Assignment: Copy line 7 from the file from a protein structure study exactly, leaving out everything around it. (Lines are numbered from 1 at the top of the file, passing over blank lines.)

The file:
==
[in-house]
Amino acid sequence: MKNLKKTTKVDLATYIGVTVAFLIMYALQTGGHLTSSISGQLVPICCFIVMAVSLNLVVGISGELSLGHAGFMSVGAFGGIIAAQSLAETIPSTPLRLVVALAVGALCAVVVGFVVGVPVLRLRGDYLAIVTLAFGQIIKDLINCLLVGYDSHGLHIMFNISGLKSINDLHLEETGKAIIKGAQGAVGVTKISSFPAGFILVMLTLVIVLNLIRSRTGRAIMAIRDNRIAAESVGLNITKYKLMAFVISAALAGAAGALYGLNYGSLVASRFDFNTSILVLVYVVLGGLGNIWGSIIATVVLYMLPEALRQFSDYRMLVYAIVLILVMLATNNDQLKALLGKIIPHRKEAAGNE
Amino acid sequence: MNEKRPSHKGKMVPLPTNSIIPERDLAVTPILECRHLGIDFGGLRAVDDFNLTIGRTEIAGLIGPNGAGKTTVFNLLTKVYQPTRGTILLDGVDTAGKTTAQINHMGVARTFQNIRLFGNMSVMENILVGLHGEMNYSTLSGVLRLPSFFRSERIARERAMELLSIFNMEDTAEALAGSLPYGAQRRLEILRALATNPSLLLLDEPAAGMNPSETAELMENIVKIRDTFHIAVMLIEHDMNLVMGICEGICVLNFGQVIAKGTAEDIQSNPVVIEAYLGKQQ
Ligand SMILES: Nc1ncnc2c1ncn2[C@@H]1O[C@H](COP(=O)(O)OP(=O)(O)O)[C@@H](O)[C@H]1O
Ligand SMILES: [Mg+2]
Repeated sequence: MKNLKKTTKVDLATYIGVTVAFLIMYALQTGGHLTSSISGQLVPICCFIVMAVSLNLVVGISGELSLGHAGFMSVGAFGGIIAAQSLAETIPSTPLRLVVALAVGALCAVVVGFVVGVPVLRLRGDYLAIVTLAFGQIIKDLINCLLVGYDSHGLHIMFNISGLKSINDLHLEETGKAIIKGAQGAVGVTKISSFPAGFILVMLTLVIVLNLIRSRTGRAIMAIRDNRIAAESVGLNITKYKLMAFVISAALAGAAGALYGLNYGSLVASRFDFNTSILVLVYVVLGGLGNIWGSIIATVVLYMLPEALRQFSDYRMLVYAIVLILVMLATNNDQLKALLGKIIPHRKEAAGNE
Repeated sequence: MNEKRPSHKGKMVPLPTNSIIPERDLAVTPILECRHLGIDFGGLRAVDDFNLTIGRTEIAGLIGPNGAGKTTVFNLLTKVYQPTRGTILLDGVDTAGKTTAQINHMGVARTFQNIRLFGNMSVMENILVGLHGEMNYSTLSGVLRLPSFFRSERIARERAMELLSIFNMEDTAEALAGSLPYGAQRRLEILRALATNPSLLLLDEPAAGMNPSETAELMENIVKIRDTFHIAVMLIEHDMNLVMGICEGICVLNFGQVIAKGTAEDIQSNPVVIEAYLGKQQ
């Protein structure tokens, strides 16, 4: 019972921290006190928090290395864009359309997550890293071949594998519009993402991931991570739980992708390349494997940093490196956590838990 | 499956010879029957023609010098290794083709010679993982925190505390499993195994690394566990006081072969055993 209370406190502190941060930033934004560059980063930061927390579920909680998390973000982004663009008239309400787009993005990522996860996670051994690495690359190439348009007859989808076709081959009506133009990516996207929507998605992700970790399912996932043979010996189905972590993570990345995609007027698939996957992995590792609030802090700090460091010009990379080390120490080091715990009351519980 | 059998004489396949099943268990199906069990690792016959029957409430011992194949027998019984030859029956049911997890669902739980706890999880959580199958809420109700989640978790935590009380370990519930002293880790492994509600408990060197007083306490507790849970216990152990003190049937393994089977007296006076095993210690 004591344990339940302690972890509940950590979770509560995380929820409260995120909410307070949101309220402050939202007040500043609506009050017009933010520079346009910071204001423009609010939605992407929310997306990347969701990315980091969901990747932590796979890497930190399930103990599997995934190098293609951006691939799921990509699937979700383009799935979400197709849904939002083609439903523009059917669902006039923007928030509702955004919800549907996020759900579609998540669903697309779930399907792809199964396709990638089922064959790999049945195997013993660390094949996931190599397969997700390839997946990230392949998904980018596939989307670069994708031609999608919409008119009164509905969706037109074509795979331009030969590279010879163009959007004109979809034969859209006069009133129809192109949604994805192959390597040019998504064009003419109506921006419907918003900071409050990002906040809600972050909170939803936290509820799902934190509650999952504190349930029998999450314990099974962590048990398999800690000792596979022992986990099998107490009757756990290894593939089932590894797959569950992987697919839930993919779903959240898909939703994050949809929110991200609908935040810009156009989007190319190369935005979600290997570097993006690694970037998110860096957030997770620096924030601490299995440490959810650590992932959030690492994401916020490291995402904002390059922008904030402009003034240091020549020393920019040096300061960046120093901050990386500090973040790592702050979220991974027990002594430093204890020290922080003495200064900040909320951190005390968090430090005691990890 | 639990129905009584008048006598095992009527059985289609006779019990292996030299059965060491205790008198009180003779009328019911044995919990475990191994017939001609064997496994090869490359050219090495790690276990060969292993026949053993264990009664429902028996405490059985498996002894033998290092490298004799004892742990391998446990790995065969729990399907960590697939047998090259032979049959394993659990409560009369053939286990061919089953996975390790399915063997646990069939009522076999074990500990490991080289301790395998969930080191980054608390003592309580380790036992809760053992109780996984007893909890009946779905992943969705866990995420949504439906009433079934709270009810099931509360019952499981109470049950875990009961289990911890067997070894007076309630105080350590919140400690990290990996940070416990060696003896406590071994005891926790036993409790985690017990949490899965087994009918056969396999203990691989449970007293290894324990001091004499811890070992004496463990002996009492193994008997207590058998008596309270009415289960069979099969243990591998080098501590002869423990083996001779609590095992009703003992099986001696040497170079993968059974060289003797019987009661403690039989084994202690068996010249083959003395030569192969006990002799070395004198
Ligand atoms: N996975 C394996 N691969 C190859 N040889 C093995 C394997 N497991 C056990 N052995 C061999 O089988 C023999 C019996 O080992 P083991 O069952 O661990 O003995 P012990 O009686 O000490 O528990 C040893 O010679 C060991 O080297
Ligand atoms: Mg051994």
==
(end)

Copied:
Repeated sequence: MNEKRPSHKGKMVPLPTNSIIPERDLAVTPILECRHLGIDFGGLRAVDDFNLTIGRTEIAGLIGPNGAGKTTVFNLLTKVYQPTRGTILLDGVDTAGKTTAQINHMGVARTFQNIRLFGNMSVMENILVGLHGEMNYSTLSGVLRLPSFFRSERIARERAMELLSIFNMEDTAEALAGSLPYGAQRRLEILRALATNPSLLLLDEPAAGMNPSETAELMENIVKIRDTFHIAVMLIEHDMNLVMGICEGICVLNFGQVIAKGTAEDIQSNPVVIEAYLGKQQ